By Rickey Hampton, Editor and Founder of The African-American Athlete
I just watched the movie ‘Detroit’, which chronicles the 1967 riot in the Motor City, that lasted five days, and cost the lives of 43 people.
I left the movie utterly furious.
I am furious about the mistreatment, injustice, and racism that blacks in America dealt with in 1967. I am even more furious that we are dealing with those very same things today, 50 years later.
Among other issues, the film focuses on police brutality, and how they seem to have free reign in the justice system. Cops abuse and kill black people. Cops then go free. You could have simply changed the date, and find any urban area in America today, and film’s storyline from 1967 fits perfectly.
When you watch this film, it punches you in the gut. It humbles you. It breaks your heart. It reminds you that for all the advances black people have made in America, there are some critical things that have not changed at all.
This film is why Colin Kaepernick kneels and Muhammad Ali spoke out. It is why Malcolm and Martin challenged the consciousness of America, and why Black Lives Matters marches.
It is also why the idiot that resides at 1600 Pennsylvania Ave. won, why the Republican Party preys on black people. It is why a simple traffic stop can become deadly, if you are black. And to think, the idiot president actually encouraged police brutality the other day.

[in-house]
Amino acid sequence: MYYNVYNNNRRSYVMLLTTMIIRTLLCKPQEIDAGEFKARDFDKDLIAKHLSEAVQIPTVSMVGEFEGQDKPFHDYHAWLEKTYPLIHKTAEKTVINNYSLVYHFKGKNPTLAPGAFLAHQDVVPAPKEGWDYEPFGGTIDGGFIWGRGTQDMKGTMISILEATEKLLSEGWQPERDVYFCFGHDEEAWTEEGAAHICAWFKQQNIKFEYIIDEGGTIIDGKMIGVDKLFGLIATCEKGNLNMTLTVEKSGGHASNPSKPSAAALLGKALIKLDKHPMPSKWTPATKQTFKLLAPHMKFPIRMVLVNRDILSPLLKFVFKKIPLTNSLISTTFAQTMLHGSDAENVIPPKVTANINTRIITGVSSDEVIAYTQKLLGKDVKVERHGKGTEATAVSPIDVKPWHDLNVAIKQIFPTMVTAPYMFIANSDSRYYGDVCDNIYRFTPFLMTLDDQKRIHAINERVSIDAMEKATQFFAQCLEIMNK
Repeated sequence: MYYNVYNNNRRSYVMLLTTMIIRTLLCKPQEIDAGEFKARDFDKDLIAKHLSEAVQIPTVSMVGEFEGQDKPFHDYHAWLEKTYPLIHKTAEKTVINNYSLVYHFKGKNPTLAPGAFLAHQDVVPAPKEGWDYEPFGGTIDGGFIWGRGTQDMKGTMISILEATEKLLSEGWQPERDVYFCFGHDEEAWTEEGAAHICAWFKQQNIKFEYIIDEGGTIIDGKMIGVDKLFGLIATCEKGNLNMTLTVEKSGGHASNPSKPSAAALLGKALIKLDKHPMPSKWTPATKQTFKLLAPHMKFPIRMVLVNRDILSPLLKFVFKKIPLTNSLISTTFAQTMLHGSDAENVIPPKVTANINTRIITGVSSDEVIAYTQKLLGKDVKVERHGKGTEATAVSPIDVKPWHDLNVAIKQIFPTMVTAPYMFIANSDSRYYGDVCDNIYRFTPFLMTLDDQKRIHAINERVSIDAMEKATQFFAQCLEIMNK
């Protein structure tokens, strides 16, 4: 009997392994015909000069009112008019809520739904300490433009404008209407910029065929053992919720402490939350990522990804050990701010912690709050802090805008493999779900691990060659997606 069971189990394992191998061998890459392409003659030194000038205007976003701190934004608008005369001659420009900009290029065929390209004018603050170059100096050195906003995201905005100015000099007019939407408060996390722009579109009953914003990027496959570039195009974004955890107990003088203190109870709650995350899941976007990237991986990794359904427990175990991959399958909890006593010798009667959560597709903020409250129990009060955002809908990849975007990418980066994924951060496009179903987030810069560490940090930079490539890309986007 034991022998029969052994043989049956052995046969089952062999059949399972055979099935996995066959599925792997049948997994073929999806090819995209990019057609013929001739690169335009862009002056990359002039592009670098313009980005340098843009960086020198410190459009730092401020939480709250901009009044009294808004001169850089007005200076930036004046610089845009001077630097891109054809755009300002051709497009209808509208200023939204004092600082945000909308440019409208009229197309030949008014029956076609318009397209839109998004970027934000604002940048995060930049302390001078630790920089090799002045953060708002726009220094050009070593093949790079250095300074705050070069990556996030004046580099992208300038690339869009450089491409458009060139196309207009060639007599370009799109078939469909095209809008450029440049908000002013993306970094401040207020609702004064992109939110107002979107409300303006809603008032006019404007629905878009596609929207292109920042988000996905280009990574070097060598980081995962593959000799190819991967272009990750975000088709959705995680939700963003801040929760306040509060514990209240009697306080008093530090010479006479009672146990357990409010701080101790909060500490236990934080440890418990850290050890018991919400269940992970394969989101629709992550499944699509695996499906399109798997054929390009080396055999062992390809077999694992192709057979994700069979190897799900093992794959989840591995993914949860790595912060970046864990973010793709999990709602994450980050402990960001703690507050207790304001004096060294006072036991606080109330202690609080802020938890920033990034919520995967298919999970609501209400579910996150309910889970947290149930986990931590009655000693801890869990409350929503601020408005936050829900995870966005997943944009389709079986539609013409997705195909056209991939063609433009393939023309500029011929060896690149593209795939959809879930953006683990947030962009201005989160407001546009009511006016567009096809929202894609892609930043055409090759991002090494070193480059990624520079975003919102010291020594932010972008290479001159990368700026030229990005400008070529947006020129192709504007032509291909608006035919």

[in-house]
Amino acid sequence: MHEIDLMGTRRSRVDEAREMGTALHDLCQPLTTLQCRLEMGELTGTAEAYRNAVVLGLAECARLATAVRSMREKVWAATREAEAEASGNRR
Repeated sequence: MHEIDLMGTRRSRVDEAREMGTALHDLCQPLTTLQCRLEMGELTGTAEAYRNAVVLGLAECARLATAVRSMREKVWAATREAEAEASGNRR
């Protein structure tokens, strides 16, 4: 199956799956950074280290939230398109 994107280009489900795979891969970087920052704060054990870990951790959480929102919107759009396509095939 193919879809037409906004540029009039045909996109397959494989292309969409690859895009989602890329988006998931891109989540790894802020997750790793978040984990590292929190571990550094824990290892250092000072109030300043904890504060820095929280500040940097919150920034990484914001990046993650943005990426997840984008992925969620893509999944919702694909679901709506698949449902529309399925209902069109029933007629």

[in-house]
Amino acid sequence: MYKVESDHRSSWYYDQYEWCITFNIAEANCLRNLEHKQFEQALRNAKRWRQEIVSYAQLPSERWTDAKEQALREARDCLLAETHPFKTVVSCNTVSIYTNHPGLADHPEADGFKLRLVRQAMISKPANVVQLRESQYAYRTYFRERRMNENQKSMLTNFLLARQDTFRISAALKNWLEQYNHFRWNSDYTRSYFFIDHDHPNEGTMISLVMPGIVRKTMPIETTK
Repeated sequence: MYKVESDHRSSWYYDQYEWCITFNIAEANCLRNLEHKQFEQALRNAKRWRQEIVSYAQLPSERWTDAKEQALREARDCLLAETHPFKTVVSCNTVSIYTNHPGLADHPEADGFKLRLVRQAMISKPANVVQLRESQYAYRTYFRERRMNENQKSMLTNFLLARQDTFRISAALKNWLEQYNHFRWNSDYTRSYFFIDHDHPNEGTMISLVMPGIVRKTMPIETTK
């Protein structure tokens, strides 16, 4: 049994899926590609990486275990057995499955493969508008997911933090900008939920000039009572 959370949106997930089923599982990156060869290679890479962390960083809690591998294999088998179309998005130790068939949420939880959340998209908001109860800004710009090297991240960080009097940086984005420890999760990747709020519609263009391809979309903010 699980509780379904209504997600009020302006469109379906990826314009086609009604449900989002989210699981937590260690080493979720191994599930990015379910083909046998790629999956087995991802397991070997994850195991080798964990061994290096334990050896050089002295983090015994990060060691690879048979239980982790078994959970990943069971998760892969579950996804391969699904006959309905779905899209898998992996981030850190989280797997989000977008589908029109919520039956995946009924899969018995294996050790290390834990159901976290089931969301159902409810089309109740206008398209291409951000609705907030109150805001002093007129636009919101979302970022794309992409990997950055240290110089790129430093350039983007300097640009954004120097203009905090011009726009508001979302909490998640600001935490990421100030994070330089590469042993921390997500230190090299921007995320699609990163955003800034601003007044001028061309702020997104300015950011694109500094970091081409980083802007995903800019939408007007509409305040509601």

It is sobering to know that for all the advances Black America has made, in many ways not a damn thing has changed.
I don’t have any magical answer to how we change this. All I can say is the same things that we always say: raise your children to be smart and cognizant of who they are, and what they face. Vote.
The idiot in D.C. is why votes do matter, and a prime example of why you cannot let dislike for immigrants, and gays cause you to sentence your children, and their children to more of the same abuse.
We do not yet have the luxury of prioritizing anything above race in our electoral decision making.
I was in a barbershop in Detroit on Election Day last November. Of the 15 or so brothers who were in there, I was the only one who voted. “My rent gonna be the same tomorrow no matter who wins,” said one brother. Of course, now his health care, and likely those of his family and friends, are in jeopardy, among other things.
When and where you can, try to make a difference. I don’t want our children to look back 50 years from now, and see black folks are dealing with the same issues we are today, and in 1967.